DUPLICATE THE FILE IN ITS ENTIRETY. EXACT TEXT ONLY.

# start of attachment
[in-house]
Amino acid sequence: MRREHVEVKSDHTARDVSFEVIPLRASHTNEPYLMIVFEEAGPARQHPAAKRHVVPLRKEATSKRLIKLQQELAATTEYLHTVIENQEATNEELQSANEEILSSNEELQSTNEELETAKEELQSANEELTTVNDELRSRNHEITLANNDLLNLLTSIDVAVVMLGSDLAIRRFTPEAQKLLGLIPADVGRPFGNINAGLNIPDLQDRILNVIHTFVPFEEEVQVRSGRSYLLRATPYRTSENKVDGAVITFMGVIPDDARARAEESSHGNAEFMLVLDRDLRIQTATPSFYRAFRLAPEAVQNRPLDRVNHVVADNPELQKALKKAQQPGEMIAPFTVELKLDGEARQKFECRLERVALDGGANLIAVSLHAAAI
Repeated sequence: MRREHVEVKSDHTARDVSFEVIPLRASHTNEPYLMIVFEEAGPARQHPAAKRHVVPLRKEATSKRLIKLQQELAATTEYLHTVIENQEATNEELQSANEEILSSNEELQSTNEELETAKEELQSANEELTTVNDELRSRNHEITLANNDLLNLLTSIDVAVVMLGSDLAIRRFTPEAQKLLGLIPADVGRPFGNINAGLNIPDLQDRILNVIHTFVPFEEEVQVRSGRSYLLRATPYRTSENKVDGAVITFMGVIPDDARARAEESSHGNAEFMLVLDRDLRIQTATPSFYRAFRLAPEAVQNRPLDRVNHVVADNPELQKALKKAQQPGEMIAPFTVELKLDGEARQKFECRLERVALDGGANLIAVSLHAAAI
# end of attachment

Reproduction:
[in-house]
Amino acid sequence: MRREHVEVKSDHTARDVSFEVIPLRASHTNEPYLMIVFEEAGPARQHPAAKRHVVPLRKEATSKRLIKLQQELAATTEYLHTVIENQEATNEELQSANEEILSSNEELQSTNEELETAKEELQSANEELTTVNDELRSRNHEITLANNDLLNLLTSIDVAVVMLGSDLAIRRFTPEAQKLLGLIPADVGRPFGNINAGLNIPDLQDRILNVIHTFVPFEEEVQVRSGRSYLLRATPYRTSENKVDGAVITFMGVIPDDARARAEESSHGNAEFMLVLDRDLRIQTATPSFYRAFRLAPEAVQNRPLDRVNHVVADNPELQKALKKAQQPGEMIAPFTVELKLDGEARQKFECRLERVALDGGANLIAVSLHAAAI
Repeated sequence: MRREHVEVKSDHTARDVSFEVIPLRASHTNEPYLMIVFEEAGPARQHPAAKRHVVPLRKEATSKRLIKLQQELAATTEYLHTVIENQEATNEELQSANEEILSSNEELQSTNEELETAKEELQSANEELTTVNDELRSRNHEITLANNDLLNLLTSIDVAVVMLGSDLAIRRFTPEAQKLLGLIPADVGRPFGNINAGLNIPDLQDRILNVIHTFVPFEEEVQVRSGRSYLLRATPYRTSENKVDGAVITFMGVIPDDARARAEESSHGNAEFMLVLDRDLRIQTATPSFYRAFRLAPEAVQNRPLDRVNHVVADNPELQKALKKAQQPGEMIAPFTVELKLDGEARQKFECRLERVALDGGANLIAVSLHAAAI